Prof David Oliver is a Consultant Geriatrician in Berkshire and a visiting Professor in Medicine of Older People at City University, London. He is President Elect of the British Geriatrics Society.
Since leaving my role as national clinical director at the end of last year, I have found myself seconded for day a week to the NHS Emergency Care Support Team and to the Kings Fund alongside my clinical day job. In this new capacity, I have gone into a number of busy acute hospitals or health economies to review care pathways for older people. It has been fascinating to meet so many hard-working colleagues and to see the similarities and differences in how older people’s services are delivered. A key focus in these visits is ensuring that – whatever the issues may be with external delays waiting for “step down” community services or social care – we do, as hospital teams whatever we can internally to minimise delays in our own care pathways.
I realise that I hardly need to preach any of this gospel to fellow geriatricians or other clinicians who read this blog. But for the uninitiated, key principles include; provision of early senior specialist assessment at the front door of the hospital seven days a week; including comprehensive geriatric assessment (CGA) and involvement of specialist nursing, therapies, mental health or social care as indicated; rapid turnaround straight back to community settings where hospitalisation isn’t needed and credible alternatives are in place; commencement of discharge planning on day one; daily focus on discharge planning, expected discharge dates and goals required for patients to be “medically fit for discharge”; with regular senior review, seven day service provision; continuity of care and avoidance of repeated moves; minimising delays in investigation or response to referrals and avoiding complications of hospitalisation such as immobility or delirium.
Part of this message includes the need for regular, short, focussed “board rounds” even on days where there isn’t a full consultant ward round so the team can “touch base”, new problems discussed, progress reviewed and actions allocated. As one blogger commented recently after a day in my own hospital “more like a grand prix pit-stop than the kind of ward rounds I remember from 30 years ago”.
One thing I have observed, consistently, in my site visits is how attached so many of my fellow geriatricians are to the traditional weekly Multidisciplinary Meeting. I understand these feelings. In my own registrar training in the 1990s, I learned a huge amount about the rigour of discharge planning, goal setting, problem solving and inter-professional collaboration from wise consultants who trained me – lessons I try to pass on to my own trainees to this day.
I also know that for many geriatricians, the MDT Meeting is deeply ingrained in their professional identity. “It’s one of the tools of geriatric medicine. Something we do that others don’t. Comprehensive Geriatric Assessment and MDTs” – several have told me.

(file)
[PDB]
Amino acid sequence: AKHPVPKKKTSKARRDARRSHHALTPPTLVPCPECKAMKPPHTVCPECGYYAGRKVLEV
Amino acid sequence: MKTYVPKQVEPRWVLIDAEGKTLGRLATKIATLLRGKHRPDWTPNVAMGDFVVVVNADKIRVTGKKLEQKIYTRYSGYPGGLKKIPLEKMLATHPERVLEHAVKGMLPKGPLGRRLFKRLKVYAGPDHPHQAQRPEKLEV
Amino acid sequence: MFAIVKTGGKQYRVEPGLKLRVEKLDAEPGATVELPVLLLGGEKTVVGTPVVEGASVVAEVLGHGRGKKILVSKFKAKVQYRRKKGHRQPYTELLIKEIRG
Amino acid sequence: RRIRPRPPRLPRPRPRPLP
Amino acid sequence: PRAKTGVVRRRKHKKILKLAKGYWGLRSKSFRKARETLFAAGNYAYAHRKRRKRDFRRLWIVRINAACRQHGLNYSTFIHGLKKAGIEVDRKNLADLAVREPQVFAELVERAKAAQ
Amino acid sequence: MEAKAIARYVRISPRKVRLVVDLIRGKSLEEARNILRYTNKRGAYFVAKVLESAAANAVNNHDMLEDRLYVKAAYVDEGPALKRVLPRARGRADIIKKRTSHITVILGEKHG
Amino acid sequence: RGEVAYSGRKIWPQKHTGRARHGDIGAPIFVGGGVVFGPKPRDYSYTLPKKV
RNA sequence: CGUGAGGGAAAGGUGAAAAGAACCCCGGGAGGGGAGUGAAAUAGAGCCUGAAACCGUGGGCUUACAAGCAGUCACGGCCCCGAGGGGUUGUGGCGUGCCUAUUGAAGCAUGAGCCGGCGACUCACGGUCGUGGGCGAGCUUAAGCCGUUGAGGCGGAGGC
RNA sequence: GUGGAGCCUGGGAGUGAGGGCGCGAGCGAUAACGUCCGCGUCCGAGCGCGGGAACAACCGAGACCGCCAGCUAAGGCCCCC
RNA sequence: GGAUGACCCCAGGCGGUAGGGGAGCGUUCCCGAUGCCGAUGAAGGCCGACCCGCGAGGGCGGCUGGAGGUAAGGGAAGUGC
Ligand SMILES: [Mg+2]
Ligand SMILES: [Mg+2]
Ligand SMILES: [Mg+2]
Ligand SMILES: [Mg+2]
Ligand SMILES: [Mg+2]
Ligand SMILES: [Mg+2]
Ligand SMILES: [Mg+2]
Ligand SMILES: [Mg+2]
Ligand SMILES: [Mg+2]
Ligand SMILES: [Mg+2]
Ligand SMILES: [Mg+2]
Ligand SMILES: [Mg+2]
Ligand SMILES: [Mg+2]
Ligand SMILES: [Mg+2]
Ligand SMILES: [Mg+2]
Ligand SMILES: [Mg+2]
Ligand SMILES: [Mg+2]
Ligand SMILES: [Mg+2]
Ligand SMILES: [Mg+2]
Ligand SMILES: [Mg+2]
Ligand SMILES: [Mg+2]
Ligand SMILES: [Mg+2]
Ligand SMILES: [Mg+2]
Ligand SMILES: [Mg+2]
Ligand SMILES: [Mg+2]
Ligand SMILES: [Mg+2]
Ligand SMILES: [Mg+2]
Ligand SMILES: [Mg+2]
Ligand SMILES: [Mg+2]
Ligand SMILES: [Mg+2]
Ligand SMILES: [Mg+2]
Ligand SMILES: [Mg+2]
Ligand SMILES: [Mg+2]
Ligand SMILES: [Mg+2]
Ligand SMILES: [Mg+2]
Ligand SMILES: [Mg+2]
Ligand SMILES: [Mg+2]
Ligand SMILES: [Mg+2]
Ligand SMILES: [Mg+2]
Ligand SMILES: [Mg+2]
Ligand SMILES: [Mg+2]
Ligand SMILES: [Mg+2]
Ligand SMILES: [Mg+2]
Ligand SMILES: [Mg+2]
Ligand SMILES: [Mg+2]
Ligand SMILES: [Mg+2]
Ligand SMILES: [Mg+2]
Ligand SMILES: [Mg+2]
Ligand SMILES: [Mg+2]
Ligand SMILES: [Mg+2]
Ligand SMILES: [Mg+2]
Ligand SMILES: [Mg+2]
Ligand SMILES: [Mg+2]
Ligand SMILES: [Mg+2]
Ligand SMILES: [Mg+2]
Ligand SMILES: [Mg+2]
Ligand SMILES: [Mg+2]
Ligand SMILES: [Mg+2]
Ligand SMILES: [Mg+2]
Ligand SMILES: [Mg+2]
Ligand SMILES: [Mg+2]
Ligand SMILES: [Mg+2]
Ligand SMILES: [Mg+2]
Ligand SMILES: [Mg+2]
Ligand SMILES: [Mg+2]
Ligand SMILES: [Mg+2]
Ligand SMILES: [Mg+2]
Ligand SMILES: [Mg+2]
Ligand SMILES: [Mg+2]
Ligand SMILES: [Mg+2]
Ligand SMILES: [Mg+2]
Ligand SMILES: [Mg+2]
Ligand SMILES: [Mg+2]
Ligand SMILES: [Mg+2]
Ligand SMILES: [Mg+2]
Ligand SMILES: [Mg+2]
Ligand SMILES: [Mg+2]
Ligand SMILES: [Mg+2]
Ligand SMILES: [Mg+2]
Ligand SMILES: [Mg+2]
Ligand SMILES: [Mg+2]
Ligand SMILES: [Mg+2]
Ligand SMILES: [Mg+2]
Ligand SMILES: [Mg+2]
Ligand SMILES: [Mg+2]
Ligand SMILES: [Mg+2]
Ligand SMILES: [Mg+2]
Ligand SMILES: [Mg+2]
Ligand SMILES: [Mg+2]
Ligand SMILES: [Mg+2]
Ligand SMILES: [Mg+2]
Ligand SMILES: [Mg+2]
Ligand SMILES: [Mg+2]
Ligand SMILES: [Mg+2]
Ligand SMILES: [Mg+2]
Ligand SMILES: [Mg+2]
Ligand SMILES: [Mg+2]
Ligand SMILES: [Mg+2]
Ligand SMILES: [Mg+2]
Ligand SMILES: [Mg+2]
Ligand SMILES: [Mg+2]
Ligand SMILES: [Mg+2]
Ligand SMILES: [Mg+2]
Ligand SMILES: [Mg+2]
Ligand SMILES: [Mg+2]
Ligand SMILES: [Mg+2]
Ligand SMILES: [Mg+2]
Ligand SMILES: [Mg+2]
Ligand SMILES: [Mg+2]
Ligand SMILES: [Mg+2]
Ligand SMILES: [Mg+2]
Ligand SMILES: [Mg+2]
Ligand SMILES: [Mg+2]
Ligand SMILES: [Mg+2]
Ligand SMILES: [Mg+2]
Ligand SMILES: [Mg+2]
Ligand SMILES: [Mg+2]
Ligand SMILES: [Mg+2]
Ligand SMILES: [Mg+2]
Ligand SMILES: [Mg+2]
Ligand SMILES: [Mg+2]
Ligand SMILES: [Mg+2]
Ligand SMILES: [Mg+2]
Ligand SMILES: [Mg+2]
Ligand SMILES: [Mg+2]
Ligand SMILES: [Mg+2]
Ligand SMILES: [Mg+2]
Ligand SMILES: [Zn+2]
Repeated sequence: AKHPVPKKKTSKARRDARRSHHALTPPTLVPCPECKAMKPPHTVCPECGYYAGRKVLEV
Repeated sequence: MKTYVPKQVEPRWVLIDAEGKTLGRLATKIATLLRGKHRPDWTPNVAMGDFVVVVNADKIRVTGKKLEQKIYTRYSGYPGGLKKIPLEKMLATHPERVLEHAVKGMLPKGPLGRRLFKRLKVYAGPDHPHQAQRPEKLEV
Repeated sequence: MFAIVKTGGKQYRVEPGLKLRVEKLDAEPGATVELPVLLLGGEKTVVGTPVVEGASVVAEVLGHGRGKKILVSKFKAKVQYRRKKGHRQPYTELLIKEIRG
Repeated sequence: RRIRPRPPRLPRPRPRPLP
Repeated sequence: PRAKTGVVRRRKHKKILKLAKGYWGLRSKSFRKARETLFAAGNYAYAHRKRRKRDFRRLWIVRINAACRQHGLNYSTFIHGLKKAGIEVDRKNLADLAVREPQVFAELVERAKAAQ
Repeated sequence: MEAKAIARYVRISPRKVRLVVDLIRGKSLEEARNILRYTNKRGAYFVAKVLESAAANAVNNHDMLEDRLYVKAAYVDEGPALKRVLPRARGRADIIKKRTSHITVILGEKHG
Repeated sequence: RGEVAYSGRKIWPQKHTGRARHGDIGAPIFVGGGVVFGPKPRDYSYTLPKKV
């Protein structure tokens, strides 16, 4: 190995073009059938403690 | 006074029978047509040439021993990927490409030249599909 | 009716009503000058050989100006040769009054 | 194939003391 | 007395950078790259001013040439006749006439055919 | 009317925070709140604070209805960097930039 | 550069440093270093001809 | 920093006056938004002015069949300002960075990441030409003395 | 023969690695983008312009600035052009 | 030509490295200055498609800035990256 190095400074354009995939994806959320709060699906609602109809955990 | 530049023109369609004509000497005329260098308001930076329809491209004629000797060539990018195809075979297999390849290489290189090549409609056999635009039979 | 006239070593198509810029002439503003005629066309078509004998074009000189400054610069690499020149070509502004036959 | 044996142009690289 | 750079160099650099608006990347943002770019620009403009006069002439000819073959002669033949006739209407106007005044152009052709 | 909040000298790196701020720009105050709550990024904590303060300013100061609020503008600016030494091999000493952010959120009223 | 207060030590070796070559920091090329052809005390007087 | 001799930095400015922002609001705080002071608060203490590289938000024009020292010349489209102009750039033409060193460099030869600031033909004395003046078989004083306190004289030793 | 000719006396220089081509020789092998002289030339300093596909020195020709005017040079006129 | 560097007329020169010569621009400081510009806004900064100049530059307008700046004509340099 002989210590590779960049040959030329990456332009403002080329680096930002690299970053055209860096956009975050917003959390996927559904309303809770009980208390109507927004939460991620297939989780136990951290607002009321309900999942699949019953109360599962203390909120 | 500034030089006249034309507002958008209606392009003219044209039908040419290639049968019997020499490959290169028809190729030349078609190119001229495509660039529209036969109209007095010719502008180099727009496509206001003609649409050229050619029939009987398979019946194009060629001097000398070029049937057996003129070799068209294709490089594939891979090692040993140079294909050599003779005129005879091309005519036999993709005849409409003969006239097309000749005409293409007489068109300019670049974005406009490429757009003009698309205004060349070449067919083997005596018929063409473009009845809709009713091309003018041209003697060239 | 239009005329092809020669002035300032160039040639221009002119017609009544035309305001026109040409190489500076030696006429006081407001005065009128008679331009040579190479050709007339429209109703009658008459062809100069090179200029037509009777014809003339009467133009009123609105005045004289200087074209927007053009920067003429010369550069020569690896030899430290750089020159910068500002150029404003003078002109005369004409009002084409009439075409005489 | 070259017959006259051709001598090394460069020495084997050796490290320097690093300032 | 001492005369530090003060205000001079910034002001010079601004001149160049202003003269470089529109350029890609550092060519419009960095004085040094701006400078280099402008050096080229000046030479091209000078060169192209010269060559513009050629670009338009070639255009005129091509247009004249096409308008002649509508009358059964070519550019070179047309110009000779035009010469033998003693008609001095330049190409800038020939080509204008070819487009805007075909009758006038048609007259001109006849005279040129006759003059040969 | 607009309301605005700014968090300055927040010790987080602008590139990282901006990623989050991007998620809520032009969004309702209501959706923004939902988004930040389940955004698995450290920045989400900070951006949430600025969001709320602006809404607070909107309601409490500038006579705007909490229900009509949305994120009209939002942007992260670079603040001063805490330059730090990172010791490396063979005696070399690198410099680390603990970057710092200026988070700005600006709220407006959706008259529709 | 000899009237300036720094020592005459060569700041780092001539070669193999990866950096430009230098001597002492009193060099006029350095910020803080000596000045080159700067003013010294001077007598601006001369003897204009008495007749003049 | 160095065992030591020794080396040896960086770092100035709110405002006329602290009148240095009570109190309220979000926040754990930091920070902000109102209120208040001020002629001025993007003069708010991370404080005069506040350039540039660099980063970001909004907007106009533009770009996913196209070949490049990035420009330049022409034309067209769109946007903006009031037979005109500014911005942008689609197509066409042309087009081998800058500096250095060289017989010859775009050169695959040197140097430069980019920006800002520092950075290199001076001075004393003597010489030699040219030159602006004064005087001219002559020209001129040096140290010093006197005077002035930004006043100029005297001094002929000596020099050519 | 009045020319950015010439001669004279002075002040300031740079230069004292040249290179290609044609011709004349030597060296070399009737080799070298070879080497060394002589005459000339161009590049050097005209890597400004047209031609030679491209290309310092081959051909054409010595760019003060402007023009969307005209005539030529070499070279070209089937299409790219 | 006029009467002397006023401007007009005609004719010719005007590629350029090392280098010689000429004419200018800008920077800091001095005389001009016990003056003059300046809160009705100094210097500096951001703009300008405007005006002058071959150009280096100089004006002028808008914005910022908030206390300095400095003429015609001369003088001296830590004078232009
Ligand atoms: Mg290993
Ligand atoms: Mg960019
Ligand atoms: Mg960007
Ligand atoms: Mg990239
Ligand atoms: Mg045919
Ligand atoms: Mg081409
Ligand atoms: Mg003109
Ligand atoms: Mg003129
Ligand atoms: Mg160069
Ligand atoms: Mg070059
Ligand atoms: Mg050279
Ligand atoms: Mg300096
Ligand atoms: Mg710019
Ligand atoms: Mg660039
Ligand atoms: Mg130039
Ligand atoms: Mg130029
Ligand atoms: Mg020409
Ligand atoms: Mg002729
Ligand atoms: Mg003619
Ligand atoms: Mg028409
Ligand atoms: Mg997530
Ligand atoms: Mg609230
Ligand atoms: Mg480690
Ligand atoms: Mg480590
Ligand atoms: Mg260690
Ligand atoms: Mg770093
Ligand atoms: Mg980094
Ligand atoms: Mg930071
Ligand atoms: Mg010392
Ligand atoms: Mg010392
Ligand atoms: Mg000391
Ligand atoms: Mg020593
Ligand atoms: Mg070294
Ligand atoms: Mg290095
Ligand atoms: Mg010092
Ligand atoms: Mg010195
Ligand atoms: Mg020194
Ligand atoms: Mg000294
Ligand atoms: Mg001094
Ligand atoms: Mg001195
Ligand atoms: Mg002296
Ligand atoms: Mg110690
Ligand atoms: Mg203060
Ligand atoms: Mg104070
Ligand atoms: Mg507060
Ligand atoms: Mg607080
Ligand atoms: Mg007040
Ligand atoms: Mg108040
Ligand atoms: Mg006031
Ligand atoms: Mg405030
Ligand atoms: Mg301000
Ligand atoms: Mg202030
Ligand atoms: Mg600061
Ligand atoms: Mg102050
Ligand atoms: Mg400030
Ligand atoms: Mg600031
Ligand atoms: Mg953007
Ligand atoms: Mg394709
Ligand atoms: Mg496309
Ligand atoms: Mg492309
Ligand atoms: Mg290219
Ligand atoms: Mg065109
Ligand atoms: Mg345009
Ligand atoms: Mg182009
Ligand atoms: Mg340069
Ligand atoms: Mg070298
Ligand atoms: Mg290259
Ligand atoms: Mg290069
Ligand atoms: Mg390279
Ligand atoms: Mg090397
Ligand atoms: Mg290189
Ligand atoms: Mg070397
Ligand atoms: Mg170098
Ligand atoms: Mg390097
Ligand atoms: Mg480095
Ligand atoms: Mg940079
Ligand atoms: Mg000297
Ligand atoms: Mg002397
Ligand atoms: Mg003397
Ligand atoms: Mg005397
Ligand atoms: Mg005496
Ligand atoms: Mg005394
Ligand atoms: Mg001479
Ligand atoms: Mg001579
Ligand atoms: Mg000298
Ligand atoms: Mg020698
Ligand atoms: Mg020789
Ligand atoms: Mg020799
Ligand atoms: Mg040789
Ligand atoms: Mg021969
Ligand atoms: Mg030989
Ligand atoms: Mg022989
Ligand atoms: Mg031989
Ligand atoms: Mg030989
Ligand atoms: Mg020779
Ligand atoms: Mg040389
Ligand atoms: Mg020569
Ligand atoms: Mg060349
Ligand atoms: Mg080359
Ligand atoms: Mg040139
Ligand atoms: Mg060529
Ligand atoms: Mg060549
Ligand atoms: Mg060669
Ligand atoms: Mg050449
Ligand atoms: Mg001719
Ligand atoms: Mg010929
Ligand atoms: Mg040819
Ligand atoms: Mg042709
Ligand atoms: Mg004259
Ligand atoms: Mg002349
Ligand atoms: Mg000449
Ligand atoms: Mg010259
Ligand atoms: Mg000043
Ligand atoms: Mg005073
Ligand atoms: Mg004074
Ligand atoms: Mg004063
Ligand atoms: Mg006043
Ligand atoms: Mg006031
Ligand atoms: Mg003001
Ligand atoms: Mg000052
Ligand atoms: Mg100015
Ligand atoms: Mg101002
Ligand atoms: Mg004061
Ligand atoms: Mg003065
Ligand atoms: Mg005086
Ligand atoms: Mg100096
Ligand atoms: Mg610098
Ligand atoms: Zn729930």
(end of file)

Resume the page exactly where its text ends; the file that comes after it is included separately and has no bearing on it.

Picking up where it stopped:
Of course the evidence is clear that the use of CGA – especially with a ward-based specialist-led MDT delivers for our older patients. It has been defined as a “multidimensional interdisciplinary diagnostic process focused on determining a frail older person’s medical, psychological and functional capability in order to develop a coordinated and integrated plan for treatment and long term follow up”. But neither in this definition , nor in the various interventions including in Ellis et al Meta-Analysis is it inherent that this has to be delivered via the medium of a weekly or twice weekly sit down MDT meeting, however much of a comfort blanket such meetings may be.
I will nail my own colours to the mast and welcome any debate or brickbats that follow. Acute medicine for older people has changed. We have seen an inexorable rise in emergency admissions, reductions in beds and length of stay, increasing acuity and complexity. Whenever I am on my “needs related” on call, we turn round numbers of older people straight from the front door. Consultants are now generally required to do 3 ward rounds a week and by the time I go round on a Friday, 2/3 of the people who were there on Monday have gone. We are also now expected to visit wards on other days to “troubleshoot” see new patients or participate in board rounds. In my view, a lengthy traditional MDT once a week doesn’t suit this new reality and potentially delays decision-making. Such meetings are not always as popular with social work or therapies colleagues as they are with consultants – as the time taken can divert them away from other work. And we are in effect doing virtual continuous MDTs day in day out. I can’t do a ward round without seeking out the OT or Physio or Nurses as I go, or breaking off to speak to the discharge team or palliative care nurses when they visit the ward. We can no longer delay decisions until MDTs happen.
So what should we use MDT meetings for? I would argue that they are best used for difficult best interests meetings, tricky decisions involving future care or end of life, where we do need to devote some time to sensitive discussions, grey decisions and supporting family caregivers. But in general, if we are talking about all of our patients, every day, isn’t it time to let them go?
Back to my site visits, I can tell you that many colleagues disagree and feel that “board rounds” are superficial, inadequate to do CGA properly for their patients and to an extent have disenfranchised them as the senior decision maker in the team. I can also tell you that generally, colleagues from other disciplines and services prefer this new way of working.
The more things change, the more they stay the same…